Our last stop in the Castle is at Golden Lane, a street of medieval houses dating back to the end of the 15th century. Originally they were built for marksmen, but alchemists were supposed to have moved in a bit later but many believe this to be legend. What is known is that the famous Czech writer, Franz Kafka lived at number 22 for two years from 1916.
The Lesser Town (Malá Strana)
In 1540 fire damaged this part of the city destroying the medieval wooden houses that stood there.
After the fire, wealthy aristocrats arrived and built the beautiful Baroque and Renaissance palaces that we now see in Malá Strana. Today these palaces are home to many embassies.
We wander through this part of the town and down to the low lying Vltava River. The river is prone to flooding and in 2002 the flood was so bad that many of the first floors of the buildings adjoining the river were under water. The water level rose to two thirds of the arch of the Charles Bridge. In 2013 flood gates were installed to stop the flooding. They’re not easy to see but if you look in the ground at this low level you will be able to see where they rise from!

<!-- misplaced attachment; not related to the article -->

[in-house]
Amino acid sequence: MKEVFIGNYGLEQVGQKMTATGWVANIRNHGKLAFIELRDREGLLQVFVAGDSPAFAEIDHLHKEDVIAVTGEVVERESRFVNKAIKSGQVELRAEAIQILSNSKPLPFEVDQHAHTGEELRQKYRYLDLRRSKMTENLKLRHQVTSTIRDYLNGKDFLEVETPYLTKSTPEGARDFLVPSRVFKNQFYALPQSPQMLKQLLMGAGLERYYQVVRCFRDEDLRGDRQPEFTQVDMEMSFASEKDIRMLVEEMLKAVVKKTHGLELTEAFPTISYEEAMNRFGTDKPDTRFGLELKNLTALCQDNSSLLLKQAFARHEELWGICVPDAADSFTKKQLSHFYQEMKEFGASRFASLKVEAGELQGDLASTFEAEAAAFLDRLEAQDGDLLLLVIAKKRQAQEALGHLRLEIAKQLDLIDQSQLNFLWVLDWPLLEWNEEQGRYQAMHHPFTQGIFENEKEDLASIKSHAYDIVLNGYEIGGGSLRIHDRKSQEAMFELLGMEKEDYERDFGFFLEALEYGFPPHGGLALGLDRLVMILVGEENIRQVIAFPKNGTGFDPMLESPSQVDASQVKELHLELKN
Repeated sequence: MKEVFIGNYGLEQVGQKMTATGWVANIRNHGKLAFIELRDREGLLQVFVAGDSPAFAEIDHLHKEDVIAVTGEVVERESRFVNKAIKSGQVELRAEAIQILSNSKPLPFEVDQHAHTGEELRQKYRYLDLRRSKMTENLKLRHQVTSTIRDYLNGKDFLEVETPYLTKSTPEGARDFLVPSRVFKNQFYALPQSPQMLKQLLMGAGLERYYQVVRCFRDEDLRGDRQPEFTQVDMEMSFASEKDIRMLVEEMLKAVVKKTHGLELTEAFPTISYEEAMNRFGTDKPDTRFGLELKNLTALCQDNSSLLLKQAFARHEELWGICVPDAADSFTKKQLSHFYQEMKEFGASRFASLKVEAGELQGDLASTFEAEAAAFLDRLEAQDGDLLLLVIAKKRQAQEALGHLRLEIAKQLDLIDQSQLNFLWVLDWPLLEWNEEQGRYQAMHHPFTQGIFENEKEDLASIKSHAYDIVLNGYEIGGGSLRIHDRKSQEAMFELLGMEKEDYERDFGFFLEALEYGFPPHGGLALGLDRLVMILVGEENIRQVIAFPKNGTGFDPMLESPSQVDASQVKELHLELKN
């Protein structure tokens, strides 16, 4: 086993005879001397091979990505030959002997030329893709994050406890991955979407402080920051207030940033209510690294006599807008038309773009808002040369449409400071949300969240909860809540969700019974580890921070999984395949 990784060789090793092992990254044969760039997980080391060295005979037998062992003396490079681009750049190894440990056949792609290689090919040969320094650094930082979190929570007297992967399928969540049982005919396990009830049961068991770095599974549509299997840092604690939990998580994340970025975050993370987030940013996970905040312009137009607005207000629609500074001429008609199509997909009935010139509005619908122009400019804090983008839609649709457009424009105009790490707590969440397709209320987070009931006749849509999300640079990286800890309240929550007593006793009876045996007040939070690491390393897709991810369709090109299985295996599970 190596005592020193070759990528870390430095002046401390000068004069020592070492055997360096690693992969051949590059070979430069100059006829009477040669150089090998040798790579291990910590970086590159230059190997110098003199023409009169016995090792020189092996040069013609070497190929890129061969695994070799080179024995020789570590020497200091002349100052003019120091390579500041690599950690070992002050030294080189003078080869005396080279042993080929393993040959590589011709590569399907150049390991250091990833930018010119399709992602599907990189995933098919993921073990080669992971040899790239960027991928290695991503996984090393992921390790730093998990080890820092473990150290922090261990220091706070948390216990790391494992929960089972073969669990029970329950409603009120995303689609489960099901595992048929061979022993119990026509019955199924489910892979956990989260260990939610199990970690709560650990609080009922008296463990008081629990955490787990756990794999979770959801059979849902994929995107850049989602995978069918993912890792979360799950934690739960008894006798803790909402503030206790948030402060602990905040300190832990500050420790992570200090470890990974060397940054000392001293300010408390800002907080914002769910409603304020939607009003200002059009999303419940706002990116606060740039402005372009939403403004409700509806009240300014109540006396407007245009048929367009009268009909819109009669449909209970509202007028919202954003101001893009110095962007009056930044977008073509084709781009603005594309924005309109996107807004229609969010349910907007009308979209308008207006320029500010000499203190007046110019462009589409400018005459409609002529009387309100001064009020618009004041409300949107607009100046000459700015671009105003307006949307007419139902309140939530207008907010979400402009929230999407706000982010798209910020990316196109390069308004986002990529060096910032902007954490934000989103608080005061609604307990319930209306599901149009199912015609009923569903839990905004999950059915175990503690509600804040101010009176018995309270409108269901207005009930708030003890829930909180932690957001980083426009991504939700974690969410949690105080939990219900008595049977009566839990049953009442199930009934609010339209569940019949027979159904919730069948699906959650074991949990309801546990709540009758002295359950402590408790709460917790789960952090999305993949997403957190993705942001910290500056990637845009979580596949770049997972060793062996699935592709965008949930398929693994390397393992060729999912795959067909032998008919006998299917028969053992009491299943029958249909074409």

We then head across the Charles Bridge to the Old Town passing the thirty statues of different saints that line the bridge. Many of these are replicas, with the originals now exhibited in the National Museum
Old Town Square
Old Town Square boasts many different architectural styles. There is Gothic architecture of the 1300s, the Renaissance buildings of the 1500s, the Baroque style Church of St Nicholas, Rococo Palaces and Classicism buildings of the 1700s. You’ll also see art nouveau buildings. With the expert guidance of Pavla, I can now see that Old Town Square has them all!